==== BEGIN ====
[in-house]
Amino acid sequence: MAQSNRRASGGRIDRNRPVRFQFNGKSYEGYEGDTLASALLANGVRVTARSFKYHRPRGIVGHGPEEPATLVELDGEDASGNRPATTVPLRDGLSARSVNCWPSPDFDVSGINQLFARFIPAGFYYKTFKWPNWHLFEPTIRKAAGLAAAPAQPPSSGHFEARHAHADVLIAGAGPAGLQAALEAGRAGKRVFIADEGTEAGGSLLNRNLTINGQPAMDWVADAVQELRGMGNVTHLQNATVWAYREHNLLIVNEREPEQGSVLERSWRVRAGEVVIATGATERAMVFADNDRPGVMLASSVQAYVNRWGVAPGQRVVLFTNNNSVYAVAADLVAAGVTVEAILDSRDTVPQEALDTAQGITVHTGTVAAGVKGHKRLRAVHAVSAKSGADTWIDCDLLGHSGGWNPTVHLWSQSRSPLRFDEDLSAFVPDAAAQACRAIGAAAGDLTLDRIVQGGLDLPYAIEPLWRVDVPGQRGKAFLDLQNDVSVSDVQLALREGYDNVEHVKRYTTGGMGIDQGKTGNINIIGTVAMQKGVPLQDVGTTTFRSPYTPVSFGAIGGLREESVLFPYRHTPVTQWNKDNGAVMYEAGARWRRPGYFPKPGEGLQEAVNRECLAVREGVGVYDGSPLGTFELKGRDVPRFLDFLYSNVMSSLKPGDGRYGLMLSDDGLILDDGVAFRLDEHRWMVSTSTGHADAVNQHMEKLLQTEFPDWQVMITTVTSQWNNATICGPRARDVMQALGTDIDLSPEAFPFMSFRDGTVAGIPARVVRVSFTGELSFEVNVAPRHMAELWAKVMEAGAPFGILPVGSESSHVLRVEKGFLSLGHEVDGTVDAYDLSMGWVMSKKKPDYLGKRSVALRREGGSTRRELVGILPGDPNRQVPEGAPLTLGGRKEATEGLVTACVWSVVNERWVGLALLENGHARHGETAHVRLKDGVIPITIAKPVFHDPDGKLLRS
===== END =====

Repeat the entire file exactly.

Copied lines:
[in-house]
Amino acid sequence: MAQSNRRASGGRIDRNRPVRFQFNGKSYEGYEGDTLASALLANGVRVTARSFKYHRPRGIVGHGPEEPATLVELDGEDASGNRPATTVPLRDGLSARSVNCWPSPDFDVSGINQLFARFIPAGFYYKTFKWPNWHLFEPTIRKAAGLAAAPAQPPSSGHFEARHAHADVLIAGAGPAGLQAALEAGRAGKRVFIADEGTEAGGSLLNRNLTINGQPAMDWVADAVQELRGMGNVTHLQNATVWAYREHNLLIVNEREPEQGSVLERSWRVRAGEVVIATGATERAMVFADNDRPGVMLASSVQAYVNRWGVAPGQRVVLFTNNNSVYAVAADLVAAGVTVEAILDSRDTVPQEALDTAQGITVHTGTVAAGVKGHKRLRAVHAVSAKSGADTWIDCDLLGHSGGWNPTVHLWSQSRSPLRFDEDLSAFVPDAAAQACRAIGAAAGDLTLDRIVQGGLDLPYAIEPLWRVDVPGQRGKAFLDLQNDVSVSDVQLALREGYDNVEHVKRYTTGGMGIDQGKTGNINIIGTVAMQKGVPLQDVGTTTFRSPYTPVSFGAIGGLREESVLFPYRHTPVTQWNKDNGAVMYEAGARWRRPGYFPKPGEGLQEAVNRECLAVREGVGVYDGSPLGTFELKGRDVPRFLDFLYSNVMSSLKPGDGRYGLMLSDDGLILDDGVAFRLDEHRWMVSTSTGHADAVNQHMEKLLQTEFPDWQVMITTVTSQWNNATICGPRARDVMQALGTDIDLSPEAFPFMSFRDGTVAGIPARVVRVSFTGELSFEVNVAPRHMAELWAKVMEAGAPFGILPVGSESSHVLRVEKGFLSLGHEVDGTVDAYDLSMGWVMSKKKPDYLGKRSVALRREGGSTRRELVGILPGDPNRQVPEGAPLTLGGRKEATEGLVTACVWSVVNERWVGLALLENGHARHGETAHVRLKDGVIPITIAKPVFHDPDGKLLRS